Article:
For the sake of example, suppose with me that Hymenaeus and Philetus were not teaching the resurrection was already past. Suppose some were falsely charging them with error on the subject. Suppose further that Paul heard the charge that these men were “false teachers,” but instead of establishing the accuracy of what they taught, he spread the hearsay to others. By such a reaction on his part, the misrepresentation was multiplied, the men were marked as false teachers, their reputation was besmirched and their work in the gospel was hindered. Clearly, such treatment, based on false accusation would have been slanderous and sinful. Do we please our father when we treat one another like this today?
Suppose with me further that Paul confronted Hymenaeus and Philetus over the charge of error against them. They replied by presenting the evidence that their teaching did not violate God’s word. What if, after thorough investigation and careful consideration of all the available evidence, no error could be laid at their feet? What should one conclude? How should these men be treated? Should not the false accusation cease, the slander silenced, repented of and repeated no longer? But instead of that, suppose Paul continued to make and spread the false charges; would he be God’s servant by doing so?
Whose purposes would be served by continuing to spread a false report? Only the devil’s purposes would be served. Under the above set of circumstances, the false accusation should forever cease and the slanderous report no longer spread. To do otherwise is to perpetuate sin and defame the reputation and work of faithful disciples.
But, that is not what happened in 2 Timothy 2:14-18. Paul knew what it was to be wronged by slander (Rom. 3:7-8); he did not slander Hymenaeus and Philetus. They were teaching error, and Paul correctly used God’s word to expose it. We should imitate how Paul handled this situation: 1) Be careful not to misrepresent what another person says, does and teaches; 2) establish the truth when a charge is made against someone; 3) do not spread hearsay and gossip; 4) answer error with divine truth; and 5) do not deal in conjecture and innuendo; to do otherwise only serves and furthers the desires of the devil (Jno. 8:44).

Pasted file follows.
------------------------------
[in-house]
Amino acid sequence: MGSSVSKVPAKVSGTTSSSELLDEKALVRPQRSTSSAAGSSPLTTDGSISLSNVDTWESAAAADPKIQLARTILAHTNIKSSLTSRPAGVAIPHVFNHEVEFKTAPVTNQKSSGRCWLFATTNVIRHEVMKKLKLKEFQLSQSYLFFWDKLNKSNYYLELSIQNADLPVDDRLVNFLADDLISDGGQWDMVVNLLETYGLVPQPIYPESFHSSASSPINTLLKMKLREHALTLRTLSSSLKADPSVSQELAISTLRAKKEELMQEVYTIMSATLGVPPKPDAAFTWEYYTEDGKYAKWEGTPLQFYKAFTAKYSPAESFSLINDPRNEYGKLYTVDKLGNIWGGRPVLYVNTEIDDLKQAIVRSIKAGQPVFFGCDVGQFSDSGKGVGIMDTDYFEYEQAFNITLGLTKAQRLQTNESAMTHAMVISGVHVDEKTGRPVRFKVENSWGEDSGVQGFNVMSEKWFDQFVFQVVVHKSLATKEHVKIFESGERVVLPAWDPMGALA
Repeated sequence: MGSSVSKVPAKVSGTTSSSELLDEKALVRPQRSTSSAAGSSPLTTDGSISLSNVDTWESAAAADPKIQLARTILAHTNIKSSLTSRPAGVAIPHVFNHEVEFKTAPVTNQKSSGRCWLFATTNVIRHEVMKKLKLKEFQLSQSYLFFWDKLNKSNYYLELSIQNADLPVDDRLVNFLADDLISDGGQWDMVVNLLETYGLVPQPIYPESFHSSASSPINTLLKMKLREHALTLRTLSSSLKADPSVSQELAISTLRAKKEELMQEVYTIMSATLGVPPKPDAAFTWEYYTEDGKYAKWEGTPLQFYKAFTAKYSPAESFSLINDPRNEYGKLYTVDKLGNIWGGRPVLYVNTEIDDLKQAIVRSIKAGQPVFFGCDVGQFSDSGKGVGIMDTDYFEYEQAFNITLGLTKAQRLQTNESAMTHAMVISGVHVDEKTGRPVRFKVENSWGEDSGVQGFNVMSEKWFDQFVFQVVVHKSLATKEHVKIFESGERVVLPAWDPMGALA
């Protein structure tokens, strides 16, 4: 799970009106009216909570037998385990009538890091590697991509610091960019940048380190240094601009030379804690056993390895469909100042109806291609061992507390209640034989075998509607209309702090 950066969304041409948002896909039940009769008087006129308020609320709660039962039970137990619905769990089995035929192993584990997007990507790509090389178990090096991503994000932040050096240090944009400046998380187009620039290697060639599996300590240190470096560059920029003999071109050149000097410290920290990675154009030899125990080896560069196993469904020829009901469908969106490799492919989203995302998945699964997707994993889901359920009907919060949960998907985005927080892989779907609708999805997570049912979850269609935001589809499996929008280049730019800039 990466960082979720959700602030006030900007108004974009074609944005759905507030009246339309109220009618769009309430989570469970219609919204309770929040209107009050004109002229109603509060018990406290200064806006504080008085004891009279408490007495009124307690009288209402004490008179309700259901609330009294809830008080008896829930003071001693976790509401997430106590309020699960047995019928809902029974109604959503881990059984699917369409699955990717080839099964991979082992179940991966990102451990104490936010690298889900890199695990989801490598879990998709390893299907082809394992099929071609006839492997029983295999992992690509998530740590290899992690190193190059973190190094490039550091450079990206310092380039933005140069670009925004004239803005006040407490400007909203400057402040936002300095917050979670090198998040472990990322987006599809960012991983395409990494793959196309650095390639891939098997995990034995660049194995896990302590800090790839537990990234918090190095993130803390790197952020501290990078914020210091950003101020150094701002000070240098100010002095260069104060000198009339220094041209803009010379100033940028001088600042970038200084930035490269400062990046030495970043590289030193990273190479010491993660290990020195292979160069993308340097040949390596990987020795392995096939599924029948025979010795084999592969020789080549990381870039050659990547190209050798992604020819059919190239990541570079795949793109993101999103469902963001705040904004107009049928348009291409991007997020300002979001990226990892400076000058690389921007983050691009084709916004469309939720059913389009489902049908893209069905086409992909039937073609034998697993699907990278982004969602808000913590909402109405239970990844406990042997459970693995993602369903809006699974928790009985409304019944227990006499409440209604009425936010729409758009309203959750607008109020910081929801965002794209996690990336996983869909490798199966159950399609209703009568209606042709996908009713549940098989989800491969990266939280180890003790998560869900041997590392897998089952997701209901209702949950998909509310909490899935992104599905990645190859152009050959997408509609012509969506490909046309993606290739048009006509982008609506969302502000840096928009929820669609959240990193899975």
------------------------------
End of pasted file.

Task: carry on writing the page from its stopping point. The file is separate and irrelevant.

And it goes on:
Disciples of Jesus denounce false accusation and slander wherever they are found (Lk. 6:40). Christians commit themselves to justice and the honest treatment of others. Out of brotherly kindness and love let us reject false accusations against others and refuse to participate in the spreading of lies (Eph. 4:25, 29-32). Remember, how we speak of others reveals who our father is: “I speak what I have seen with My Father, and you do what you have seen with your father…the desires of your father you want to do” (Jno. 8:38, 44).
You can find the complete outline of this sermon at BIBLE ANSWERS
Scripture Reading: 1 Corinthians 4:14-21
1. How do we know
what is authorized & what isn’t?
I. HOW TO ESTABLISH NEW TESTAMENT (GOD’S) AUTHORITY.
A. Command or
Direct Statement in NT, Mk. 16:15-16; 1 Cor. 11:24-25.
II. MAN-MADE RULES OR DIVINELY APPROVED PATTERN FOR ESTABLISHING AUTHORITY? Acts 15:6-21
in Question (15:1, 5).
Conclusion – Without a God-approved way to establish Bible authority everyone will go their own way, not God’s (Matt. 7:21-23).
You can find the complete outline of this sermon at BIBLE ANSWERS
Scripture Reading: Acts 18:24-28
#1: Is it ok for a woman to baptize someone?
1. Basis for a
Bible answer is that of the leadership role of men & the submissive role of
women. When & where Christian men can do so, they baptize.
#2: Can I have some scriptural basis for placing membership in a congregation?
1. NT examples,
Acts 9:26-28; 18:27-28; Ro. 16:1-2
Created by Chuck Sibbing -
The Spirit's Sword is a free,
weekly publication of the Mt. Baker church of Christ, Bellingham, WA